Previous research, assuming linear pricing, has argued that telecommunications networks may use a high access charge as an instrument of collusion. I show that this conclusion is difficult to maintain when operators compete in nonlinear pricing: (i) As long as subscription demand is inelastic, profits can remain independent of the access charge, even when customers are heterogeneous and networks engage in second-degree price discrimination. (ii) When demand for subscriptions is elastic, networks may increase profits by agreeing on an access charge below marginal cost (relative to cost-based access pricing). Welfare is typically increased by setting the access charge above marginal cost.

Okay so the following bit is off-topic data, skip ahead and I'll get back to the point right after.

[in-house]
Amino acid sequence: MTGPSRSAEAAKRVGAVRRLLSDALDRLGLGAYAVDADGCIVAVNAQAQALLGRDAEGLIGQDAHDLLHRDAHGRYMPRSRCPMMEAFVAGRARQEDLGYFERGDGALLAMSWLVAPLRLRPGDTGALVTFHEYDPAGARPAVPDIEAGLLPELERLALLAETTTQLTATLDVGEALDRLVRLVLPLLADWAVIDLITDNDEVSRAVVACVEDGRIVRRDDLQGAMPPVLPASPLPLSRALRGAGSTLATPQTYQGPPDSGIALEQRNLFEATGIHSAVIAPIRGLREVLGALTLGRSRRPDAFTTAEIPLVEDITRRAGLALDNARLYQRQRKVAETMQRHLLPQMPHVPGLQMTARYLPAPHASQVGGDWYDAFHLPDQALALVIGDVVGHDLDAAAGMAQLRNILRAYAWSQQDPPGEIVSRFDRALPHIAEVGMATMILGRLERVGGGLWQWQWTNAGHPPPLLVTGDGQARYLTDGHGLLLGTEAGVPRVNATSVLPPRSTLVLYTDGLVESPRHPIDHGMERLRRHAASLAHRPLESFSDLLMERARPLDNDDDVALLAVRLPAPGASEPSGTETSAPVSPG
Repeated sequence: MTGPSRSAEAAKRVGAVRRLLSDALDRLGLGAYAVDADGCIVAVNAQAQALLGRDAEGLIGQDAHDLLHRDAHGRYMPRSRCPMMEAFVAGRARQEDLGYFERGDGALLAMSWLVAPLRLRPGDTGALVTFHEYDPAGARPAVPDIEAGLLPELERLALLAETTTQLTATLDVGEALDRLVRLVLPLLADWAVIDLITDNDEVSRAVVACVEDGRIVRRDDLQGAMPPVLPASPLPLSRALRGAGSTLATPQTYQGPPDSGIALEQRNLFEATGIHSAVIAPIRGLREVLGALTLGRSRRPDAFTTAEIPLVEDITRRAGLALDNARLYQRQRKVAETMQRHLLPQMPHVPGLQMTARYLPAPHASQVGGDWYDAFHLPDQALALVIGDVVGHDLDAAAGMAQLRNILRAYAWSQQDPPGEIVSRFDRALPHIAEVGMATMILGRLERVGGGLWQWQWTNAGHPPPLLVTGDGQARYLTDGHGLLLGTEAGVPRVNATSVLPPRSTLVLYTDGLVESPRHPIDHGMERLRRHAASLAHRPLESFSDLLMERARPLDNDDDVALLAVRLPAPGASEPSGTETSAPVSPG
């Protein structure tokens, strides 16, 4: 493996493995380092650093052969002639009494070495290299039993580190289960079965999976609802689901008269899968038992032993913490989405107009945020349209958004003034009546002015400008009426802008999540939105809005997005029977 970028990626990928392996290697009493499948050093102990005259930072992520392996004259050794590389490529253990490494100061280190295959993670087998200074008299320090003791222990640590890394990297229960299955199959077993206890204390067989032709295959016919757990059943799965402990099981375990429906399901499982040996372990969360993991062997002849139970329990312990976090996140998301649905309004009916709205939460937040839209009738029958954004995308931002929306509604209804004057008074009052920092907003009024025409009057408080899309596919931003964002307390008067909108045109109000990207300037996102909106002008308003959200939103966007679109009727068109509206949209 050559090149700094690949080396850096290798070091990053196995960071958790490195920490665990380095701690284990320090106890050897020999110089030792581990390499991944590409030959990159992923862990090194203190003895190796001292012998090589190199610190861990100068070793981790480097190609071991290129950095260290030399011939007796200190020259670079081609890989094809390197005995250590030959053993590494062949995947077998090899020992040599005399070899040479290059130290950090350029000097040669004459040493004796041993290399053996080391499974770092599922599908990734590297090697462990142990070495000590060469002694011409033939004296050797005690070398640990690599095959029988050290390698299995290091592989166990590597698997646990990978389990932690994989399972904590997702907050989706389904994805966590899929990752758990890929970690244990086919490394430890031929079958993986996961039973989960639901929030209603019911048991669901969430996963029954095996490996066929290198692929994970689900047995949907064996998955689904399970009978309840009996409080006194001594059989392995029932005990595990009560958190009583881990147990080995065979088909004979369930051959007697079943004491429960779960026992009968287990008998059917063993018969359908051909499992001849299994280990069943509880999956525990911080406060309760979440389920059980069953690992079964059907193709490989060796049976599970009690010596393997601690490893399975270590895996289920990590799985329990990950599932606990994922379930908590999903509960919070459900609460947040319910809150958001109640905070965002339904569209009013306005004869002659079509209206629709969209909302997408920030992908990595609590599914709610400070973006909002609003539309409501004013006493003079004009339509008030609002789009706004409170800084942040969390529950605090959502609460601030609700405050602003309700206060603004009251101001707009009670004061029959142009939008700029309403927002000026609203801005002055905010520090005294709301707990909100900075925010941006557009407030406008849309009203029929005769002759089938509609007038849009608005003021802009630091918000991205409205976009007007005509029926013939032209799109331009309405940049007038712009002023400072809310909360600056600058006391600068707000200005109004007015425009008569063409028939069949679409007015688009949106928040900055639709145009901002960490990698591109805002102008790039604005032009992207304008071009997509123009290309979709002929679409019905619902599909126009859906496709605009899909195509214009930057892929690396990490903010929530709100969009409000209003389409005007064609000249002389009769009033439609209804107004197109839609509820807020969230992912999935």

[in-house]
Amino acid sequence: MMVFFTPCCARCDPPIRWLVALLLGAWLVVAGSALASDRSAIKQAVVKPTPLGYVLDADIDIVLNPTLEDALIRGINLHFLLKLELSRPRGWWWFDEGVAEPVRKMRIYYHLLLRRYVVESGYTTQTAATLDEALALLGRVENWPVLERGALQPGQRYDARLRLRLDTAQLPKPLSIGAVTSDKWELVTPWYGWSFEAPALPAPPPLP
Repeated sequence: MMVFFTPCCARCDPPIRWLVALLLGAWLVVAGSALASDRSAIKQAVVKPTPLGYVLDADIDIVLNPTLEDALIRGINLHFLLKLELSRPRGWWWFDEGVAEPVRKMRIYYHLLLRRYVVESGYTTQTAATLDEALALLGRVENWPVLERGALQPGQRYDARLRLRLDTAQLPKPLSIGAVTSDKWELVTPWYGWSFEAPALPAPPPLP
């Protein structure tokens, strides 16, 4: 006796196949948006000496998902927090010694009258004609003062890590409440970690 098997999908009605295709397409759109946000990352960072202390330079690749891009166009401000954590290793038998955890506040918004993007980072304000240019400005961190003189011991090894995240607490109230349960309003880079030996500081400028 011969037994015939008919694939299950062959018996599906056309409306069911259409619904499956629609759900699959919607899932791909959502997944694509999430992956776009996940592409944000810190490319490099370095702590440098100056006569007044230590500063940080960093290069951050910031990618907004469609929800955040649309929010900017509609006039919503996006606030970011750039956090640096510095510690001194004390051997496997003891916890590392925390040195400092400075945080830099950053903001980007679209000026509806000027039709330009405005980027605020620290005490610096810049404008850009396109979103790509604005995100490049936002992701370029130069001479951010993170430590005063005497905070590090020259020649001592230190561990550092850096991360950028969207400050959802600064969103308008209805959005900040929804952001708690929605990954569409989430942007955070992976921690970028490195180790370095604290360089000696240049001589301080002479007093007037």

Dessein, Wouter. "Network Competition in Nonlinear Pricing." RAND Journal of Economics 34, no. 4 (Winter 2003): 593-611.
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